Law & Psychology
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Showing results for "Law & Psychology"
Are Six Heads as Good as Twelve?
Psychologists show how justice is better served by larger juries.
Demonstrating the Power of Social Situations via a Simulated Prison Experiment
In 1971, a team of psychologists designed and executed an unusual experiment that used a mock prison setting, with college students role-playing prisoners and guards to test the power of the social situation to determine behavior. The research, known as the Stanford Prison Experiment, has become a classic demonstration of situational power to influence individual attitudes, values and behavior. So extreme, swift and unexpected were the transformations of character in many of the participants that this study -- planned to last two-weeks -- had to be terminated by the sixth day.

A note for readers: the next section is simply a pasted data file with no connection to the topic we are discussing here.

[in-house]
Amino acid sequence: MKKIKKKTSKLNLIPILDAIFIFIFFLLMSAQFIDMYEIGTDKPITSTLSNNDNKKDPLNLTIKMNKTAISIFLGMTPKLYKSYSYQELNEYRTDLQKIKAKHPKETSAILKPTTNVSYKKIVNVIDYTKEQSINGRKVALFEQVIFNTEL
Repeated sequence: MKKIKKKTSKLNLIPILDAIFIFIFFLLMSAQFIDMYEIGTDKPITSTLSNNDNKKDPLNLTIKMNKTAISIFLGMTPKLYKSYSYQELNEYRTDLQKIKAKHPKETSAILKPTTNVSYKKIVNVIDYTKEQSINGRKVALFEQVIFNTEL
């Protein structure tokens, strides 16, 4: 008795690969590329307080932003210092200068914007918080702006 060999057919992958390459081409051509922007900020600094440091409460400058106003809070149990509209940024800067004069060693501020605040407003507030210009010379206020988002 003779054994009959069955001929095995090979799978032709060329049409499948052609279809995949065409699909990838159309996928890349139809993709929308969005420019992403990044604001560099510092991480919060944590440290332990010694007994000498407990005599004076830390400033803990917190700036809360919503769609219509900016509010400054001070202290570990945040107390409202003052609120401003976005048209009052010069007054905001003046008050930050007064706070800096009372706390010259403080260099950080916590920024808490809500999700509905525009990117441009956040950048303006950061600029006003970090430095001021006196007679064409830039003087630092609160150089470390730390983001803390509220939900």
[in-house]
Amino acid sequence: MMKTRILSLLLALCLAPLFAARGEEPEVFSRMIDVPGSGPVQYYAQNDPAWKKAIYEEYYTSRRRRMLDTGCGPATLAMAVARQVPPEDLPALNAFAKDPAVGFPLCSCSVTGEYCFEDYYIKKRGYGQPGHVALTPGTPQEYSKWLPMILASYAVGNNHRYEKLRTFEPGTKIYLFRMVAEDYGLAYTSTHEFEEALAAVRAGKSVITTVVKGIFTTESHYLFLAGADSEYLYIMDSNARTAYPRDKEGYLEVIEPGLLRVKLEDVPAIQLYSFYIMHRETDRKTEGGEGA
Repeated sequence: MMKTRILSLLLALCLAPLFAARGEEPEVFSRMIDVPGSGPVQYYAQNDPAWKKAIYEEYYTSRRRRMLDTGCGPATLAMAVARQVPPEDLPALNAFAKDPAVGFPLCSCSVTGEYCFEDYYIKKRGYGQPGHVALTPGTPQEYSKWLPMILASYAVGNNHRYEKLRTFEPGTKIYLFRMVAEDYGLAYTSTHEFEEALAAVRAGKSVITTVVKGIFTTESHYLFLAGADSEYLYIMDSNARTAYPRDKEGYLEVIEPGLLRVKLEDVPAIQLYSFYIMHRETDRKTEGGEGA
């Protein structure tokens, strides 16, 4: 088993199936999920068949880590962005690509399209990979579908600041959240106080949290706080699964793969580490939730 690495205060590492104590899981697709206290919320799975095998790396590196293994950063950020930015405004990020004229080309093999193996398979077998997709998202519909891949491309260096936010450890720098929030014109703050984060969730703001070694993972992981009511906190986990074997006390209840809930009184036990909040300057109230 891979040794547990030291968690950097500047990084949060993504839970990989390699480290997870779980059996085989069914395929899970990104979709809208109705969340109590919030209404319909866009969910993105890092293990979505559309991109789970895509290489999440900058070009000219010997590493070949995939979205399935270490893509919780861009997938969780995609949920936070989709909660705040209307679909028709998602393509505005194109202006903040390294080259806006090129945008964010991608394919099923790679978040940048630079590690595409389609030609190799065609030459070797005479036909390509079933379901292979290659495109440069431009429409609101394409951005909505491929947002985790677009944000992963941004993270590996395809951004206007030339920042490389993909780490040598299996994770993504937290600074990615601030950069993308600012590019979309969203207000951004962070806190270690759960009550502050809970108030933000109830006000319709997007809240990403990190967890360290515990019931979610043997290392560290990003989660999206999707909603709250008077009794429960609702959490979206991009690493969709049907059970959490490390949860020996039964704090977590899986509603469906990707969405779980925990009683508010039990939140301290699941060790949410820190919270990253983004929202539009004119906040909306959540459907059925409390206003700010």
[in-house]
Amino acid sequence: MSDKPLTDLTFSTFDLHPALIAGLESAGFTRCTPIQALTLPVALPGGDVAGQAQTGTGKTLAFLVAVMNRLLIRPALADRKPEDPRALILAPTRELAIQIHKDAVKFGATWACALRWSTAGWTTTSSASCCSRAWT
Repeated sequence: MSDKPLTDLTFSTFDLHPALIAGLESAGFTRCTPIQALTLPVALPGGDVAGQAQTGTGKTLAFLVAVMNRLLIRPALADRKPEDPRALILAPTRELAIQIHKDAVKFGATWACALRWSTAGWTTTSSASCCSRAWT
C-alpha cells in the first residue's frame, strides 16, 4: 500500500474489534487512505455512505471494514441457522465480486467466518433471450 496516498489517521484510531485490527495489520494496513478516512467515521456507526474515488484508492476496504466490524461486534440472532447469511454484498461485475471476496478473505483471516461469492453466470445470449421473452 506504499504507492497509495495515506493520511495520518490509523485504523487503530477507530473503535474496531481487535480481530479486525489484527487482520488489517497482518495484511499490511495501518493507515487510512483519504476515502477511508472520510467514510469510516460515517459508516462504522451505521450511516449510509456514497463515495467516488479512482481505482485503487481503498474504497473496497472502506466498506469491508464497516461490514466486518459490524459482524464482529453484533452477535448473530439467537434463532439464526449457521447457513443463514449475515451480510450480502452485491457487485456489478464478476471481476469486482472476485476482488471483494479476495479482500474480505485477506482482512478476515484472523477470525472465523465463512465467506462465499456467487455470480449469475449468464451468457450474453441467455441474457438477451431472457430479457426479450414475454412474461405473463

Increasing Eyewitness Accuracy in Police Lineups
Identifying the true criminal from a lineup of suspects is a classic police technique that too often leads to inaccurate arrests and convictions. Psychological research has suggested ways to improve the accuracy and fairness of this technique.
Obeying and Resisting Malevolent Orders
Stanley Milgram's famous experiment highlights the powerful human tendency to obey authority.
Inmate Drug Abuse Treatment Slows Prison’s Revolving Door
Psychological research shows treating prisoner's drug problems while in and after prison helps keep them off drugs, out of prison and employed.
Segregation Ruled Unequal, and Therefore Unconstitutional
Psychologists Kenneth and Mamie Clark, PhD, demonstrated that segregation harmed Black children's self-images.
The Truth About Lie Detectors (aka Polygraph Tests)
Most psychologists agree that there is little evidence that polygraph tests can accurately detect lies.
To Catch a Thief: The Psychology of Fingerprints
A psychologists' research showing that no two people have the same fingerprints gives law enforcement a highly reliable way to identify people who don't want to be identified.